Label: Combat Records
When historians look back at the original thrash wave of the 80s, it’s usually Metallica, Slayer and Megadeth that get the lion’s share of the attention. It’s admittedly hard to deny the timeless nature of the early works by such seminal acts and it’s obvious these were the bands that defined the sound and style. That doesn’t mean they were the only ones who released genre-defining works however. Case in point was the sophomore platter by California speed freaks, Dark Angel. Cresting the same year as Master of Puppets, Reign in Blood and Peace Sells…, Darkness Descends was that fateful next step in thrash metal extremity, going far beyond anything the “Big Three” were doing in terms of speed, darkness and generalized insanity. Nothing released up to that point prepared the listener for the chaotic, smothering sound and speed presented herein and nothing was remotely as menacing and deadly. Still, the fates conspired to keep this gem out of the spotlight far too often when it should be rightly hailed alongside Reign in Blood as a zenith of the entire genre.
The main ingredients of the Dark Angel sound were speed, more speed and even more speed. The ripping and clawing solos by Jim Durkin and Eric Meyer were equal or superior to anything Hanneman and King were slinging and the riffs were always more ominous, attacking and nerve-wracking. Look no further than the opening of the title track for proof positive. The guitars sound more like insect swarms bearing down upon the listener and are completely devoid of melodic touches, but full of odd time signatures and discordant notes, and when things go haywire at 1:36, it’s the sound of metal’s next step into the extreme. Don Doty had a pretty basic thrash voice, but his odd snarl and edgy delivery heavily contributed to the manic, jittery, off-kilter charm of the material. He perpetually sounds on the verge of a schizoid break, and since the music conveyed the same feeling to the listener, it fit perfectly.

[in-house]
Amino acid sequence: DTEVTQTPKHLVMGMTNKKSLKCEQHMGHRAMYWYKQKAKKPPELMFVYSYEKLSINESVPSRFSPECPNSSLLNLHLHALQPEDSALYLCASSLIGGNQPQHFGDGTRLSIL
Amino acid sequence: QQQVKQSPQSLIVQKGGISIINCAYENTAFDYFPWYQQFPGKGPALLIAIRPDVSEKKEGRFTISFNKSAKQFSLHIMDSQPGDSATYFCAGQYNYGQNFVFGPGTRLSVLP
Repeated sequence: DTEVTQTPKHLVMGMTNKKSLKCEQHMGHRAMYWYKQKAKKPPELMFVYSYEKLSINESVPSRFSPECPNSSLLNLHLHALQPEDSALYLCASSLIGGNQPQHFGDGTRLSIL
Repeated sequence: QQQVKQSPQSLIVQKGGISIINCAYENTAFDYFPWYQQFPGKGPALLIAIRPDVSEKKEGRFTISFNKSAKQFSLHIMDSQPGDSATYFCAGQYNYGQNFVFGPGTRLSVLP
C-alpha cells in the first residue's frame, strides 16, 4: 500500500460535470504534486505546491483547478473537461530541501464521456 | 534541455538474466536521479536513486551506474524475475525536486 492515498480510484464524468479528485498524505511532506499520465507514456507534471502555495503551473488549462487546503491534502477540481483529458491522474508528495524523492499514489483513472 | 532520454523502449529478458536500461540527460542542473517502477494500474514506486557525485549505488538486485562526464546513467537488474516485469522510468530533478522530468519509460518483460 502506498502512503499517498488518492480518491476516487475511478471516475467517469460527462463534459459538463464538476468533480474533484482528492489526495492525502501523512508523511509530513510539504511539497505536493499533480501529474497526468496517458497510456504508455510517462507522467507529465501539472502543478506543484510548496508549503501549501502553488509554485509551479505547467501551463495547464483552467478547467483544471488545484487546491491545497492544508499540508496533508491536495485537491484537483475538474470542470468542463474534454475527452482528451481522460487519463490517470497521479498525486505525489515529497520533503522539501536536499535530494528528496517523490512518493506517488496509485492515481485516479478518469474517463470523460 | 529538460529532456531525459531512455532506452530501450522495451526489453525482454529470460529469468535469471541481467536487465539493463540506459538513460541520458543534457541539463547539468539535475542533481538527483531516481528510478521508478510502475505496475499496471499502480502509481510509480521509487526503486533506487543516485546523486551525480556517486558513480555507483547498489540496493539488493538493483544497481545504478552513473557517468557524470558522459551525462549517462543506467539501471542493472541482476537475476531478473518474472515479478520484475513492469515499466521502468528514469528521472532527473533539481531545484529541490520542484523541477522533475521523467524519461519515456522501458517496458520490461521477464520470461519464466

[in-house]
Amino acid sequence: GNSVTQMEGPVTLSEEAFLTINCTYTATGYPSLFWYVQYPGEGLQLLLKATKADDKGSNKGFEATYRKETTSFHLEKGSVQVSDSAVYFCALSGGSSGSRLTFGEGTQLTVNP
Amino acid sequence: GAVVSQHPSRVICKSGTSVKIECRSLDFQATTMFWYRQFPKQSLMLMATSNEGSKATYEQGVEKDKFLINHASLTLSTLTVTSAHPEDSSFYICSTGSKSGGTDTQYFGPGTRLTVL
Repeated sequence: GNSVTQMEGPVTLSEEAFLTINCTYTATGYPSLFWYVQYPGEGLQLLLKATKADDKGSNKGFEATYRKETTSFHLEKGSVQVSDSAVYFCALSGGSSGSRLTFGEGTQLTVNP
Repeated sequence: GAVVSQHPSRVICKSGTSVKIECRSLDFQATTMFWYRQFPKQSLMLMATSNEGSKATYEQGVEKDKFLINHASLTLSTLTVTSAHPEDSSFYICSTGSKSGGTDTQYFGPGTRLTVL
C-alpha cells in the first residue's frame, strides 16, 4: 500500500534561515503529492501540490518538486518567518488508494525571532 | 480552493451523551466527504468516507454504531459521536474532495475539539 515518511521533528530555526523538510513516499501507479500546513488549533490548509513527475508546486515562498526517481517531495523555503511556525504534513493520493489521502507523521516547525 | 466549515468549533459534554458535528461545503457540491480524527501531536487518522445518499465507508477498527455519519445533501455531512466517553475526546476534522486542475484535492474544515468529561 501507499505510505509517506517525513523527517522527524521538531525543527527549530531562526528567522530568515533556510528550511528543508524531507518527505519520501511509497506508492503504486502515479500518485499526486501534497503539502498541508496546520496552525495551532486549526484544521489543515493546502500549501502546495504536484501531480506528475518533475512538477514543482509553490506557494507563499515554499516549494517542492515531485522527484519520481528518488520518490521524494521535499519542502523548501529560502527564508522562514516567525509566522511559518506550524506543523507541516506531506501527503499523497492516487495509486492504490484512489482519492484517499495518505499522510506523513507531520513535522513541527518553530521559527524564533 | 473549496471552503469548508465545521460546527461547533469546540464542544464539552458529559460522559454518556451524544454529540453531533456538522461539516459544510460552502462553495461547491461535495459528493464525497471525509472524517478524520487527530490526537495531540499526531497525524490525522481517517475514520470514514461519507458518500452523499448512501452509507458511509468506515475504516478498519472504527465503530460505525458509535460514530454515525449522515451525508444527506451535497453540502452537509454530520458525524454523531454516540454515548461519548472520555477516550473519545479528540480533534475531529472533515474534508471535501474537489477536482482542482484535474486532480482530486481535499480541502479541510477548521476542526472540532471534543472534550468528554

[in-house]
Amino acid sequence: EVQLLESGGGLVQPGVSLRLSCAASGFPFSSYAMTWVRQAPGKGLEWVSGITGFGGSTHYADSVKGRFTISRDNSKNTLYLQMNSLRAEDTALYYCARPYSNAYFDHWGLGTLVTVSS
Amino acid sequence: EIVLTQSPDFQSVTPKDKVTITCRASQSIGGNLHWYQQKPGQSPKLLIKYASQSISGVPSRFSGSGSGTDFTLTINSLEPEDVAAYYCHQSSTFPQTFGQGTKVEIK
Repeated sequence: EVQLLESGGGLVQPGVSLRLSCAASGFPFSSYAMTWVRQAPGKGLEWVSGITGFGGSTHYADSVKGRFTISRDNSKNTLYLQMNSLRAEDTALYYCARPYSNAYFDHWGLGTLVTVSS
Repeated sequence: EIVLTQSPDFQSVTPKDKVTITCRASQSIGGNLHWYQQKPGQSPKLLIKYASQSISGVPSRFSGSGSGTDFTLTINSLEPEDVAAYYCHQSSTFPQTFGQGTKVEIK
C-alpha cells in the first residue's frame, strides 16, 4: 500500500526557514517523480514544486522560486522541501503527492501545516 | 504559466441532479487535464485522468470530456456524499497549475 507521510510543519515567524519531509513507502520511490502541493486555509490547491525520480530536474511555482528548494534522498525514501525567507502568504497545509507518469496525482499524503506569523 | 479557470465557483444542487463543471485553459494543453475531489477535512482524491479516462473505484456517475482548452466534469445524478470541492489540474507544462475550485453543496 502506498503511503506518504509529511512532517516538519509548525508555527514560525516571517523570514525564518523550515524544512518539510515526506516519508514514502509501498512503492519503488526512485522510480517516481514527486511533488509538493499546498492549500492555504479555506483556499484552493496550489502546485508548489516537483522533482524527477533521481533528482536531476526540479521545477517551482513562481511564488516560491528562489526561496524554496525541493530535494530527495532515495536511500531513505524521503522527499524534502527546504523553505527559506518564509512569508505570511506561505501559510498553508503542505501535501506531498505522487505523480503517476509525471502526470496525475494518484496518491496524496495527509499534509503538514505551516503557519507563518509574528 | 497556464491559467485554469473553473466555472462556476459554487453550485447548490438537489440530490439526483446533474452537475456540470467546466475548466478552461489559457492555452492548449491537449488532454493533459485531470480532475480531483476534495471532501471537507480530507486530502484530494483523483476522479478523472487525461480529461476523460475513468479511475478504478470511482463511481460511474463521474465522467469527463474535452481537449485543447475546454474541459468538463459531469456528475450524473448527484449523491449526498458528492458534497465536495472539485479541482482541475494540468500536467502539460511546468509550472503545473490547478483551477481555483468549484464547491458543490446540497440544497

“The Burning of Sodom” should be hailed as one of the very heights of thrash metal for infusing a hyper-punk dynamic into the evil riffs and uber psychotic pace. No bullshit, no melodic touches, just straight up speed running and poser slaughtering from start to end. Equally nihilistic and bleak are “Hunger of the Undead,” which sports a killer bass/drum run amid the vicious riffs and hateful spirit, and the amazing “Death is Certain (Life is Not),” wherein Don Doty spits out his lines with such raw venom and anger, it can’t help but chill the soul.
The closest the album comes to a catchy or accessible song is “Merciless Death,” with a somewhat Steve Harris-y bass intro and what may have passed as a catchy chorus in the Dark Angel realm. It has a vaguely anthemic chorus that promises merciless death, but radio play was surely never in their plans with this thrasher.
The biggest weapon in the Dark Angel arsenal was the stunning drum work of Gene Hoglan. Nowadays the man’s resume reads like a trip through the metal hall of fame and he’s widely regarded as a metal legend, but back in 86, he was just the big man behind Dark Angel‘s kit. His thunderous presence sets every song a few notches higher on the quality scale and his nonstop fills, rolls and little touches are jaw dropping. Rarely does a drummer command such a large portion of the listener’s attention, but man, you can’t avoid locking in to what the man is doing. He also had a big hand in the hyper-intelligent lyrics which sent many a metalhead running for a dictionary (myself included).
As with so many promising bands, Dark Angel peaked early and were unable to equal the sheer brilliance of this their magnum opus. While later albums like Leave Scars were impressive, Darkness Descends was always on another level altogether. If you think Slayer or God forbid, Metallica wrote the book on thrash, you didn’t dig deep enough into the darker side of things. If you missed this thrash titan, you need to get in the time machine ASAP. This one was a world changer.